04 July 2019
Protests in Parliament.
Hong Kong and Strasbourg.
By Neil Tidmarsh
Two parliament buildings, two protests – protests which must have made even the protesters’ supporters feel rather uneasy and perhaps even shocked.
It’s easy to understand and sympathise with the anger and frustration of the demonstrators in Hong Kong. In recent years, the territory’s freedom of speech has been threatened by the disappearance of publishers, the closure of bookshops, the purchase of media companies by Beijing loyalists and the attempt to introduce patriotic education into its schools; its freedom of assembly and its judicial independence have been threatened by the arrest of activists; and its democracy has been threatened by Beijing’s manipulation of election processes.
Nevertheless, the sight of violence and destruction is always shocking (though the demonstrators did, as it happens, show some restraint; they left cash behind to pay for the drinks they took from the parliament’s cafe and they sealed off the parliament’s library to prevent damage to its archives). More to the point, however, they may have shot themselves in the foot by giving the authorities the opportunity to portray them as violent criminals and the excuse to deal with them as such. Chinese state media have never before broadcast images of the Hong Kong demonstrations (nor even mentioned them), but this week they didn’t hesitate to broadcast footage of protesters breaking, entering and defacing; a sinister development which was accompanied by the paradoxical suggestion that such violence was an attack on Hong Kong’s ‘one country, two systems’ agreement and by the implication that Beijing is now the agreement’s protector against the forces of chaos and disorder.
The demonstration by Brexit Party MEPs in Strasbourg – turning their backs during the playing of the European parliament’s anthem – must have struck even many Brexiteers as petty, ridiculous and offensive. Culturally, the UK is and always has been a European country and it always will be, even if it separates itself from the political edifice which is the EU. So why pick a fight with Beethoven? Why show such disrespect to the musicians who were playing the Ode To Joy from his ninth symphony? Britons were listening to Beethoven before the existence of the EU and will continue to listen to him after the EU, just as Shakespeare will continue to be performed in Paris, Berlin, Madrid, Rome, etc. Indeed, why gratuitously insult what to most of Europe is a legitimate political body, anyway, even if you don’t approve of it?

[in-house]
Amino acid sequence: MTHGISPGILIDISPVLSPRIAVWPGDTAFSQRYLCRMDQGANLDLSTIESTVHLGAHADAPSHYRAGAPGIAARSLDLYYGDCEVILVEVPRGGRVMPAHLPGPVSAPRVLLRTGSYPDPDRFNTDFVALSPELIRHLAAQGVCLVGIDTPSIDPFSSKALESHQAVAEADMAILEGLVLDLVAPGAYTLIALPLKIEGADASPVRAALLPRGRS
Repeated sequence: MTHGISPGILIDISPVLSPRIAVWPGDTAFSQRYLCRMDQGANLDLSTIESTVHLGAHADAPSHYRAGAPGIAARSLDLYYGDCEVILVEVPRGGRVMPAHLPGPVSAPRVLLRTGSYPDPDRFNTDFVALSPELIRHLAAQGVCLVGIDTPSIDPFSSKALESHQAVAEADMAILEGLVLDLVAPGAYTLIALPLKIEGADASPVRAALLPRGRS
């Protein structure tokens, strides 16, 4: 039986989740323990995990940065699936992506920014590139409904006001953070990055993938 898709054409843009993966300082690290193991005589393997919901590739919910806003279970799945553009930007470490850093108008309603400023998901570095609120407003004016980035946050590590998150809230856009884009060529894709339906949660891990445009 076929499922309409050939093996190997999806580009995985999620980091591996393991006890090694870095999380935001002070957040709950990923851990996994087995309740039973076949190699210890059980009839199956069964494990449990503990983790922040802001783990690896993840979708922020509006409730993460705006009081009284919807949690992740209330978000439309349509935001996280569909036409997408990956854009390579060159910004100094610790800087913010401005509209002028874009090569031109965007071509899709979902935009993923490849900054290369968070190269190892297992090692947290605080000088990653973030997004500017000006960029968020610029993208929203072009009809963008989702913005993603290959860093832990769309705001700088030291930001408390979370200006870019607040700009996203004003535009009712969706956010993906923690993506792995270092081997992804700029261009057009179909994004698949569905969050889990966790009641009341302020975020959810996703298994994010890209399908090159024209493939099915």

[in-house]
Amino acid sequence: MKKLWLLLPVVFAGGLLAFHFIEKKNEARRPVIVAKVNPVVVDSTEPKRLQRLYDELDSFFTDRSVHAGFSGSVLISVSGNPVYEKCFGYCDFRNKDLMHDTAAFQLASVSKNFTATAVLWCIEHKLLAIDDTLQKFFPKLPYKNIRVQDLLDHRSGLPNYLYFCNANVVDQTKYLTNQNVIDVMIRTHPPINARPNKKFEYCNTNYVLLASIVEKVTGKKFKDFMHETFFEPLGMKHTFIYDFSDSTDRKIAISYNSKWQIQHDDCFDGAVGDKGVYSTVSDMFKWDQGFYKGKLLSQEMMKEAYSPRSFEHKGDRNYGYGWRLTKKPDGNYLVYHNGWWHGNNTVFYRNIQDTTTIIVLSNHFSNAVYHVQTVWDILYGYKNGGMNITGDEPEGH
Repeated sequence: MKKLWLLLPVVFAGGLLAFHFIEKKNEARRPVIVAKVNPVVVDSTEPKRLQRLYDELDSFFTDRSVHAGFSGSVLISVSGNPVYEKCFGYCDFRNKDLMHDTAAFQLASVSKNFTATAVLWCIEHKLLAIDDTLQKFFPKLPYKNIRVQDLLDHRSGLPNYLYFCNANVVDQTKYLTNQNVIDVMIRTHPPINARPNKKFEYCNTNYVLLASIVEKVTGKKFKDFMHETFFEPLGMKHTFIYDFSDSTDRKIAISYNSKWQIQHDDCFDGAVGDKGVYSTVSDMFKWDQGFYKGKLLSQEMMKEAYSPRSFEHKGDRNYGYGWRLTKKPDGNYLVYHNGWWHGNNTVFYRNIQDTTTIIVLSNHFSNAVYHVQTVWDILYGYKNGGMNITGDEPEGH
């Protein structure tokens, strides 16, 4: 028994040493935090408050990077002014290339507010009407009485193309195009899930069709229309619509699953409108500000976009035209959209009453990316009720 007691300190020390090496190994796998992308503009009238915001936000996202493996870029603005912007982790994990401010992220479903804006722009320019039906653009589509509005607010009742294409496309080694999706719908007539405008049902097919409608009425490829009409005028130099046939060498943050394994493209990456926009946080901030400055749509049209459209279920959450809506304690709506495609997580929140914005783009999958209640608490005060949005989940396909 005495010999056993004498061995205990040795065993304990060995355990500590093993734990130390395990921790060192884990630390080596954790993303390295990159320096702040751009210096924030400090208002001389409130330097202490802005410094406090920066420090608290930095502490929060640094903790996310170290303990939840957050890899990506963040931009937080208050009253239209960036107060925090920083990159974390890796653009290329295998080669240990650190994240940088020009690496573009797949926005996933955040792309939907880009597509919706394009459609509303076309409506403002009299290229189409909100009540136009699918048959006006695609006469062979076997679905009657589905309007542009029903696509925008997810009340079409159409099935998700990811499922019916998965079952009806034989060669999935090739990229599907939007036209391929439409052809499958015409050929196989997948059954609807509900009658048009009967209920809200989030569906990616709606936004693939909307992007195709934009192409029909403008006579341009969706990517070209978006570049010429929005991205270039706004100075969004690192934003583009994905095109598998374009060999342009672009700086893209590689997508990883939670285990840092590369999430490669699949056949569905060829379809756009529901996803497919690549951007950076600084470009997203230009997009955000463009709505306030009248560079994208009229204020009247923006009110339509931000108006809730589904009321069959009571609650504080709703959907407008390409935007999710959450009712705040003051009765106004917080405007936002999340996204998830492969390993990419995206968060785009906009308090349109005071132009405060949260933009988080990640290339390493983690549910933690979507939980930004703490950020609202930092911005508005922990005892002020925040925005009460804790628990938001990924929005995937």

The Hong Kong demonstrations have precipitated a leadership crisis in Hong Kong; coincidentally, the Brexit Party demonstration in Strasbourg occurred alongside a leadership crisis in the EU. The two crises present interesting and perhaps surprising parallels and contrasts about the nature of democracy.
The protests in Hong Kong have moved beyond their initial cause (the proposed but now suspended extradition agreement with Beijing) to broader issues of justice and democracy. They’re now calling for the removal of Carrie Lam as Chief Executive; this wouldn’t be unprecedented – most of her predecessors failed to complete a second term (but the inevitable hardening of Beijing’s attitude following the violence in the Legislative Council building makes this outcome less likely). But they’re also calling for universal suffrage in the selection and election of the Chief Executive. At the moment, candidates are selected by Beijing and elected in Hong Kong by a restricted college of relatively few individuals and a large number of mostly pro-Beijing bodies.